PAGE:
People power has edged Highland Council closer to scrapping the Scottish Government-imposed council tax freeze.
The public have backed the move as part of a wide-ranging consultation on how the local authority can cut costs and make ends meet.
A survey of 2,300 residents has revealed 61% of people in the north are prepared to endure a 5% rise in council tax to protect services.
But council leaders were warned last night that becoming Scotland’s “rebels” was a risky tactic which could be a vote loser and attract a hefty penalty from SNP ministers at Holyrood.
The tax issue was a significant feature of responses to a broad-ranging, 10-page questionnaire issued to a “people’s panel”.
It was aimed at garnering opinions on options from a reduction in the council’s working week and primary school hours to secondary school staffing levels and the funding of community groups.
Budget team member Matthew Reiss said the council considered 61% “a strong signal of public opinion”.
He said breaking ranks on the eight-year-old council tax “accord” with the Scottish Government would be “a very big decision” which would require a democratic vote.
He added that the local authority would try to establish – in advance – the extent of any sanction in the event that it voted to scrap the freeze.
There is no written contract binding the agreement.
The scale of any potential penalty is unknown, but council officials in Highland have advised members that it is likely to be about £3million.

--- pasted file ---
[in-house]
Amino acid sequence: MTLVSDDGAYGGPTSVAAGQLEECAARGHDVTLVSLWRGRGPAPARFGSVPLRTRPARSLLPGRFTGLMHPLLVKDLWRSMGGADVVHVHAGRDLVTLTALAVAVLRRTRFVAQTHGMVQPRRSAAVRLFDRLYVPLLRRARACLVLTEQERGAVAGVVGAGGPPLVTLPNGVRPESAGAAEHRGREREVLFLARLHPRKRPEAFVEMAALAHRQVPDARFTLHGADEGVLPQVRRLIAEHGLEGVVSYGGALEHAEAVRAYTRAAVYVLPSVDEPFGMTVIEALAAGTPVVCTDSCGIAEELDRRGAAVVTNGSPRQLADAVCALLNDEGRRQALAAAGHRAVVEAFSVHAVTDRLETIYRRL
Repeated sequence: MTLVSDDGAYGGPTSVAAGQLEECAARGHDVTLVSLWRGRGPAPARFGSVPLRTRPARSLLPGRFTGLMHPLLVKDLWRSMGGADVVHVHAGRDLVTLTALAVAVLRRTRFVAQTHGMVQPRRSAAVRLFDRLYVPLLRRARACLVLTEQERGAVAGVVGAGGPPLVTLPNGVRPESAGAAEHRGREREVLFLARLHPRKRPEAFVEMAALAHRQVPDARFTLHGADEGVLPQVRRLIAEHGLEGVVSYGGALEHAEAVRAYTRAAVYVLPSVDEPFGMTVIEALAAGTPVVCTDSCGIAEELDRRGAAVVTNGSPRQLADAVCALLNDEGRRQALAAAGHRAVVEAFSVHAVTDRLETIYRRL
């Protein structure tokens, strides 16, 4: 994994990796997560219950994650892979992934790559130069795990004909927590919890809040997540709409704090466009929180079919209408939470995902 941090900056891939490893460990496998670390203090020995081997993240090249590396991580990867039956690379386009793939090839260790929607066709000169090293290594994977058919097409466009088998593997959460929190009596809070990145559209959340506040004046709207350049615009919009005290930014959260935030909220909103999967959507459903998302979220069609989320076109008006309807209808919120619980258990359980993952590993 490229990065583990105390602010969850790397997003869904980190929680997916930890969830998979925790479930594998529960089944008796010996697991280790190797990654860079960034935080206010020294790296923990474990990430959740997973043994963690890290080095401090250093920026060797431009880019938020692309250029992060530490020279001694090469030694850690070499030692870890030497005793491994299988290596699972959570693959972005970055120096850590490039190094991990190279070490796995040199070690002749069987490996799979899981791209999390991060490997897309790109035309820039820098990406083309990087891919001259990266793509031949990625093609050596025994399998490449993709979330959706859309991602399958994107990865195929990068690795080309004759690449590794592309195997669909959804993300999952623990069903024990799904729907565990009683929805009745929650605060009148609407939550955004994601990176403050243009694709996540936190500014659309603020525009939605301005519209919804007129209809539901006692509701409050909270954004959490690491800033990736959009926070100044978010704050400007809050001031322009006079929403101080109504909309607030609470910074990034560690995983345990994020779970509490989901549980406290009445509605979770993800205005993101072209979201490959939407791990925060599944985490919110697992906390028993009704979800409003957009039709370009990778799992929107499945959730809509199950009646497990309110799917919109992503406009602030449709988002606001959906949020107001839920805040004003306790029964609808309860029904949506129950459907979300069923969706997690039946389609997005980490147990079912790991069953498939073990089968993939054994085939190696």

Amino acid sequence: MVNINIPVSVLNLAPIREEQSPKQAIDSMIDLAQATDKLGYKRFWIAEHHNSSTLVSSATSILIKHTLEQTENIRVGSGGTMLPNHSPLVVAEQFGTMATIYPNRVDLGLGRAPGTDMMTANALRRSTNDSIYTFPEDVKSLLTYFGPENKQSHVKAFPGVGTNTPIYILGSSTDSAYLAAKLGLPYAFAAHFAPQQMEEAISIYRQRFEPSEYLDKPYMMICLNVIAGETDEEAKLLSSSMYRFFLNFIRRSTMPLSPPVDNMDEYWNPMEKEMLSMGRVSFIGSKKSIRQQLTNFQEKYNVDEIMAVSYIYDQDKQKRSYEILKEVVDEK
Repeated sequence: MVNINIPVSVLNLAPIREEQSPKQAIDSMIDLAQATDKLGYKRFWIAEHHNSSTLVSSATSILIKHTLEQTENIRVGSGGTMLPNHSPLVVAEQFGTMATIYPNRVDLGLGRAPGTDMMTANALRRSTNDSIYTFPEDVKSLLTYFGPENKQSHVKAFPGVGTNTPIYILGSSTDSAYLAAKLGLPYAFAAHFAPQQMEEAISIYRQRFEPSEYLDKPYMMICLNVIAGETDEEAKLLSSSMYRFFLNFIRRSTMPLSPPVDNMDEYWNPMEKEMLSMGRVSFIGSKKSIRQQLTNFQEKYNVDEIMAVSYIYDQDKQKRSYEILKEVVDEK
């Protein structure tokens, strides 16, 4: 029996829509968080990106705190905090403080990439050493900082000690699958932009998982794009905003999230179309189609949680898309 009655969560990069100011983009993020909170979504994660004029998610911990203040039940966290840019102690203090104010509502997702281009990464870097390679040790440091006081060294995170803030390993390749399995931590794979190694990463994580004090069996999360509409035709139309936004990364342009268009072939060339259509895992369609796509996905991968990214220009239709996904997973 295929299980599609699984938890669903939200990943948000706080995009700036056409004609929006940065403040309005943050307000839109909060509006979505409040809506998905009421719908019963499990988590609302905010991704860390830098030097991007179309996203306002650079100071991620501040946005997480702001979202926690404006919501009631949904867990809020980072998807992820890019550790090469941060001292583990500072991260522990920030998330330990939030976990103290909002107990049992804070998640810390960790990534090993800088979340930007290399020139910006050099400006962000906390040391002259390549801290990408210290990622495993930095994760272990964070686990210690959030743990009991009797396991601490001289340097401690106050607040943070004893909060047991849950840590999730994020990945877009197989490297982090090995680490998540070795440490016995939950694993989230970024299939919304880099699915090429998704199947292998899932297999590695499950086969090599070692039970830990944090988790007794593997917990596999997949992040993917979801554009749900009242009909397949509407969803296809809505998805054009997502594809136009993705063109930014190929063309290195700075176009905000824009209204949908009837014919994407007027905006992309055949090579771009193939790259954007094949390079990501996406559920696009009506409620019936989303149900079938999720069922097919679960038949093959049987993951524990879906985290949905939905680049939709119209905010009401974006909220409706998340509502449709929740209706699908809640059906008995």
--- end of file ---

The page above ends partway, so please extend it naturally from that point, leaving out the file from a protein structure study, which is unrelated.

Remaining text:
Local authority leader Margaret Davidson has indicated to the Press and Journal that her Independent minority-led administration may enter uncharted territory by ditching the accord because of the sheer volume of constituents’ growing concern about the future of local services.
And Highland may not be alone.
A spokesman for the local authorities umbrella body Cosla said: “We got a crystal clear steer from council leaders in December that the package of measures for local government within the (Scottish) budget, including the council tax freeze, is totally unacceptable.”
A 5% tax increase would add just under £5 per month to Band D property bills. The council says that would raise £5million.
Another budget team member, Alister Mackinnon, said: “I would hope we could all put politics aside. It’s our duty to ensure that we deliver the services in a transparent and cost-effective manner.”
But SNP opposition group leader Maxine Smith warned that extra tax would not automatically be of benefit.
“A struggling family might get more potholes filled in but they might not think their family is better off. They might prefer to be putting bread on the table,” she said.
Liberal Democrat group leader Alasdair Christie considered a 5% rise “worthy of investigation” while Labour group leader Jimmy Gray said he believed most people would see it as “an acceptable level” of increase.
The Scottish Government would not reveal the scale of any sanction yesterday.
A spokeswoman merely said: “We have announced a council tax freeze for a ninth consecutive year – a saving of around £1,550 for the average Band D household.
“We are now in discussion with councils over the terms and implementation of the local government finance settlement before the final budget vote in parliament next month.”